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Kaia

Kaia

Feminist Killjoy. Badly Behaving Bookliker. Writer and reader of all things speculative. 

Currently reading

The Unbecoming of Mara Dyer
Michelle Hodkin
Diablo III: Storm of Light
Nate Kenyon
Progress: 133/341 pages
Neuromancer
William Gibson
A Taste of Blood Wine
Freda Warrington
Progress: 380/501 pages
Ancillary Justice
Ann Leckie
The Enemy (The Enemy #1)
Charlie Higson
The Night Circus
Erin Morgenstern
Perdition
Ann Aguirre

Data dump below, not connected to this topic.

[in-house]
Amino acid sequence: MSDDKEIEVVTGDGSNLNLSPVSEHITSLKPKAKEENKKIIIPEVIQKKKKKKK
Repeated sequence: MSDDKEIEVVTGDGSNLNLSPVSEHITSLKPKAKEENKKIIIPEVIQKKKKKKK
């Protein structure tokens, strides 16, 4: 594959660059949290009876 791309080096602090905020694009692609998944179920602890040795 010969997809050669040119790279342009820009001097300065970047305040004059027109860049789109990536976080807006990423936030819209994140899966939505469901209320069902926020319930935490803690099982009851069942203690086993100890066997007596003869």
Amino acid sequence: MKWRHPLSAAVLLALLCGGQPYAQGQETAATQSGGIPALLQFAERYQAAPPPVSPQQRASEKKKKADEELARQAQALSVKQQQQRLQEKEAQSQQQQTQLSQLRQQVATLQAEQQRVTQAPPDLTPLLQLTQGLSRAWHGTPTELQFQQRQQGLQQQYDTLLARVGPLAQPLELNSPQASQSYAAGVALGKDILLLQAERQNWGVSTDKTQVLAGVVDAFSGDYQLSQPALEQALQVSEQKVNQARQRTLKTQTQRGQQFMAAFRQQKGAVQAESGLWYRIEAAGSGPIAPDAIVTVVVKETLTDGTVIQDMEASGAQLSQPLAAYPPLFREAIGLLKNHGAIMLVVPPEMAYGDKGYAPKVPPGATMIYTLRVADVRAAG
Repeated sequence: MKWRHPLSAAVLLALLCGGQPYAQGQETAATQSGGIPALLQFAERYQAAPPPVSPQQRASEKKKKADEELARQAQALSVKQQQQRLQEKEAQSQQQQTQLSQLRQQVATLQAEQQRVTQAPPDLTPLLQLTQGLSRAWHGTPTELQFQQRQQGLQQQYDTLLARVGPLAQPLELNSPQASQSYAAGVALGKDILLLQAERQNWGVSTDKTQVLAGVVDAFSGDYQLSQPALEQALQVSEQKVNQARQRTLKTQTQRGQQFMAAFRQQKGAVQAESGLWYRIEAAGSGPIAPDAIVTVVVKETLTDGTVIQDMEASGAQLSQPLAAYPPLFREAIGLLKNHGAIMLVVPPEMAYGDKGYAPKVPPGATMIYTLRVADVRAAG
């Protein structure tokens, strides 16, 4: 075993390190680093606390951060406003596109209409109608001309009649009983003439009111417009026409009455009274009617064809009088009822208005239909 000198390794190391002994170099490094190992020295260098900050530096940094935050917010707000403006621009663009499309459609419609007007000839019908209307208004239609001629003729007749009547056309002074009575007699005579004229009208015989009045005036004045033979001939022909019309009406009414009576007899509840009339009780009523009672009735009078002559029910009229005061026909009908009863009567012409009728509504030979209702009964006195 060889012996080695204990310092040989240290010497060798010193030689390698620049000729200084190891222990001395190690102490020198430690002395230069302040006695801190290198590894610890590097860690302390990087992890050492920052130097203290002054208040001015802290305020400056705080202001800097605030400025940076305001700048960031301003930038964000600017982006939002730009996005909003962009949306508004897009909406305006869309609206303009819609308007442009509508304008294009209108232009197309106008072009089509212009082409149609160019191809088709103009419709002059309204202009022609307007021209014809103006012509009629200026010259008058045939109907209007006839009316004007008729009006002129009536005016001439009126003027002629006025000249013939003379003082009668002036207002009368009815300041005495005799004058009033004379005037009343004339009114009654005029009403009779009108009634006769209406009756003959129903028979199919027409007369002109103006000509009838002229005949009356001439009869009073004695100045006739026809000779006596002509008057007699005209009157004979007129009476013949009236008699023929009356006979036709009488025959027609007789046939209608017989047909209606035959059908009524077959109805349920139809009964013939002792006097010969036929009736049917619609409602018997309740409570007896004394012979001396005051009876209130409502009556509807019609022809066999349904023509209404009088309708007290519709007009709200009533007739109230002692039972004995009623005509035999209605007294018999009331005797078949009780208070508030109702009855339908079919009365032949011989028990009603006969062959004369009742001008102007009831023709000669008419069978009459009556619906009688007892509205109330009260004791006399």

The Walking Dead, Vol. 1: Days Gone Bye - Tony Moore, Robert Kirkman Yesterday my husband and I sat down and watched the entire first season of The Walking Dead (not difficult, it was only 6 episodes). I shouldn't have to tell you that we really enjoyed it, I think, since we watched all 6 episodes in a day.So today while we stopped at the bookstore to pick up his copy of Ghost Story, I figured I'd grab the first volume of The Walking Dead. I'd heard it's quite different from the show, but I figured some things would be intact. Weeeeeellllllllllllllll....One of the things I really loved about the show was the sheer amount of ethnic diversity. How often do you get to say that about American TV? It's not often you get to see anything, including an apocalypse, that has black, Hispanic, and Asian people in it as anything other than cannon fodder. (Or stereotypes, but you knew that already.) And the show dealt with a few of the hard issues that come with that. I imagine there were parts that made people feel extremely uncomfortable, in fact.The comic? One Korean guy (I'm assuming, since his character in the show is Korean) amid a flock of white people. Same shit, different zombie apocalypse. I guess most zombies prefer--no, actually, I won't make that joke. I certainly wasn't expecting all the sexism. I mean, maybe I shouldn't be surprised, since the only women who seem to get to star in zombie fiction are ex-military/cops or Milla Jovovich. But while the show takes a bit of a look at this sexism, the comic dismisses it with a "Hey, pragmatism trumps all" response. And if it were as simple as the men doing the hunting and the women doing the laundry, maybe I could swallow it. But it's not. The women can't handle it. The women freak out and freeze up when the zombies show up. An older man has taken in a couple of sisters whose car broke down, right? While he and the protagonist are on a manly hunting outing, they have basically this conversation:"That stereotypical judgmental bitch keeps complaining about you and those girls living in your camper.""Yeah. I saved her life. Ungrateful shrew.""Hey, we'd be screwed without your camping gear. You deserve a couple of hot young blonds in your life.""Well, I can't get it up anymore, but they do all the cleaning, which reminds me of my wife. So that's nice."Paraphrased, obviously, but you get the gist. Women, they clean stuff. Men? They do all the manly stuff like killing zombies.Aside from nearly dissolving into fits of the vapors when things get squicky, the women are often so one-dimensional. Rick's (the protagonist's) wife Lori makes me cringe. She wigs out whenever Rick wants to do something remotely dangerous, and this is clearly shown to be a bad thing. "Honey, I want to go into the zombie infested city and grab a few guns, 'kay?""No it is not okay! It's crazy! *devolves into stereotypical henpecking*""Yeah, whatever. I'm going. Bye."Nice. The very worst was the guns. Rick decides everyone should learn to shoot, even his seven-year-old son. Naturally, Lori isn't convinced that a seven-year-old boy should be carrying around a loaded weapon, zombie apocalypse or no. Rick makes the big parenting decision for them, while Lori storms around being a stereotype.And because we can't possibly have her "overreaction" (yes, he fucking told her she was overreacting) be justified, what happens? When the camp is attacked by zombies, Lori wigs out and drops her gun, only to be rescued by her seven-year-old Billy the Kid. After the attack is over, Lori throws herself into Rick's arms, bemoaning her stupidity. Heaven forefend the kid should accidentally shoot himself in the foot, proving that a modicum of parental concern is not unwarranted in the situation.Can't have the man being wrong, can we?Considering how beloved this comic is, I guess I was expecting more. Even without the white-centralism and the sexism, it's not that terribly well written. For all Kirkman's harping in the introduction about this being about the people and how they react in the situation, everything gallops forward at such a pace that we don't get any knowledge or insight to the characters at all. How can you write about people when you don't know how they tick?And that's to say nothing of the snow in Georgia or the magical wonder horse that survived, hale and healthy, being shut in a barn without food and water for a month.